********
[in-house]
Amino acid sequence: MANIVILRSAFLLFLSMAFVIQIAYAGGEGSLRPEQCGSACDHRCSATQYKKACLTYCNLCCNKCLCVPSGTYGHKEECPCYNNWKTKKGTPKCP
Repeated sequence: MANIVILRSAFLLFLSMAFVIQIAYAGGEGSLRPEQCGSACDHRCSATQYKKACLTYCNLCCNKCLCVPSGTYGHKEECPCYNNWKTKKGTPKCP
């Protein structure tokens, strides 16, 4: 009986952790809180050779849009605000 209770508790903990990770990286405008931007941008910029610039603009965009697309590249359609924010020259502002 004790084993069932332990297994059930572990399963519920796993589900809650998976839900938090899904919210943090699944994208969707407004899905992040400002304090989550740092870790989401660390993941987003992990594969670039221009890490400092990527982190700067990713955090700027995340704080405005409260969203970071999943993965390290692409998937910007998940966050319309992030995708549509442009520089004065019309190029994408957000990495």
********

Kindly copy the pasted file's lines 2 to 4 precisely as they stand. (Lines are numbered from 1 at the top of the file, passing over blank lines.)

Amino acid sequence: MANIVILRSAFLLFLSMAFVIQIAYAGGEGSLRPEQCGSACDHRCSATQYKKACLTYCNLCCNKCLCVPSGTYGHKEECPCYNNWKTKKGTPKCP
Repeated sequence: MANIVILRSAFLLFLSMAFVIQIAYAGGEGSLRPEQCGSACDHRCSATQYKKACLTYCNLCCNKCLCVPSGTYGHKEECPCYNNWKTKKGTPKCP
């Protein structure tokens, strides 16, 4: 009986952790809180050779849009605000 209770508790903990990770990286405008931007941008910029610039603009965009697309590249359609924010020259502002 004790084993069932332990297994059930572990399963519920796993589900809650998976839900938090899904919210943090699944994208969707407004899905992040400002304090989550740092870790989401660390993941987003992990594969670039221009890490400092990527982190700067990713955090700027995340704080405005409260969203970071999943993965390290692409998937910007998940966050319309992030995708549509442009520089004065019309190029994408957000990495």